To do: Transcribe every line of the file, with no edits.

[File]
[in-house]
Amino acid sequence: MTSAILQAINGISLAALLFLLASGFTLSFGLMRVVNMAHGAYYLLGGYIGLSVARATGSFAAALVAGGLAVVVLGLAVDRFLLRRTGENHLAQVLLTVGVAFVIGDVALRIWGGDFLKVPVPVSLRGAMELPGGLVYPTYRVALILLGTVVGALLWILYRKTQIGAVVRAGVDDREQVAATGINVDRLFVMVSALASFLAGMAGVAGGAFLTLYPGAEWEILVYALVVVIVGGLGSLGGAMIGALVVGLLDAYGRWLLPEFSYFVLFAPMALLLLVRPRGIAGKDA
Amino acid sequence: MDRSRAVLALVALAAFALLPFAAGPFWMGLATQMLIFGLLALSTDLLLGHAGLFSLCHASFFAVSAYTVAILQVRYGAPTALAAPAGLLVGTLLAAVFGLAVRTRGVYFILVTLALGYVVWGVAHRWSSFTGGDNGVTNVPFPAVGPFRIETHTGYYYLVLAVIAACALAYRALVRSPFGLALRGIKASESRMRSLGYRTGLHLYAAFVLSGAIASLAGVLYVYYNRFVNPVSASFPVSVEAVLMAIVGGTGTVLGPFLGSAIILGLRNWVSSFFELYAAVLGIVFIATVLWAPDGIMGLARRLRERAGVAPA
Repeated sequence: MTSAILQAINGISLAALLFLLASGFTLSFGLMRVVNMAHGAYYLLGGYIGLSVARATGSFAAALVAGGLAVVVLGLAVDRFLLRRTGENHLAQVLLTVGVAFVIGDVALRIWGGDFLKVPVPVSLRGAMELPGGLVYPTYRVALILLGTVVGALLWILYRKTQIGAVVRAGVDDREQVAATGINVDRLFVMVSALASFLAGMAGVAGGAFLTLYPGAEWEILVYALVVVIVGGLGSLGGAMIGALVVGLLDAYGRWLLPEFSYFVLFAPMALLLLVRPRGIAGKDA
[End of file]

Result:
[in-house]
Amino acid sequence: MTSAILQAINGISLAALLFLLASGFTLSFGLMRVVNMAHGAYYLLGGYIGLSVARATGSFAAALVAGGLAVVVLGLAVDRFLLRRTGENHLAQVLLTVGVAFVIGDVALRIWGGDFLKVPVPVSLRGAMELPGGLVYPTYRVALILLGTVVGALLWILYRKTQIGAVVRAGVDDREQVAATGINVDRLFVMVSALASFLAGMAGVAGGAFLTLYPGAEWEILVYALVVVIVGGLGSLGGAMIGALVVGLLDAYGRWLLPEFSYFVLFAPMALLLLVRPRGIAGKDA
Amino acid sequence: MDRSRAVLALVALAAFALLPFAAGPFWMGLATQMLIFGLLALSTDLLLGHAGLFSLCHASFFAVSAYTVAILQVRYGAPTALAAPAGLLVGTLLAAVFGLAVRTRGVYFILVTLALGYVVWGVAHRWSSFTGGDNGVTNVPFPAVGPFRIETHTGYYYLVLAVIAACALAYRALVRSPFGLALRGIKASESRMRSLGYRTGLHLYAAFVLSGAIASLAGVLYVYYNRFVNPVSASFPVSVEAVLMAIVGGTGTVLGPFLGSAIILGLRNWVSSFFELYAAVLGIVFIATVLWAPDGIMGLARRLRERAGVAPA
Repeated sequence: MTSAILQAINGISLAALLFLLASGFTLSFGLMRVVNMAHGAYYLLGGYIGLSVARATGSFAAALVAGGLAVVVLGLAVDRFLLRRTGENHLAQVLLTVGVAFVIGDVALRIWGGDFLKVPVPVSLRGAMELPGGLVYPTYRVALILLGTVVGALLWILYRKTQIGAVVRAGVDDREQVAATGINVDRLFVMVSALASFLAGMAGVAGGAFLTLYPGAEWEILVYALVVVIVGGLGSLGGAMIGALVVGLLDAYGRWLLPEFSYFVLFAPMALLLLVRPRGIAGKDA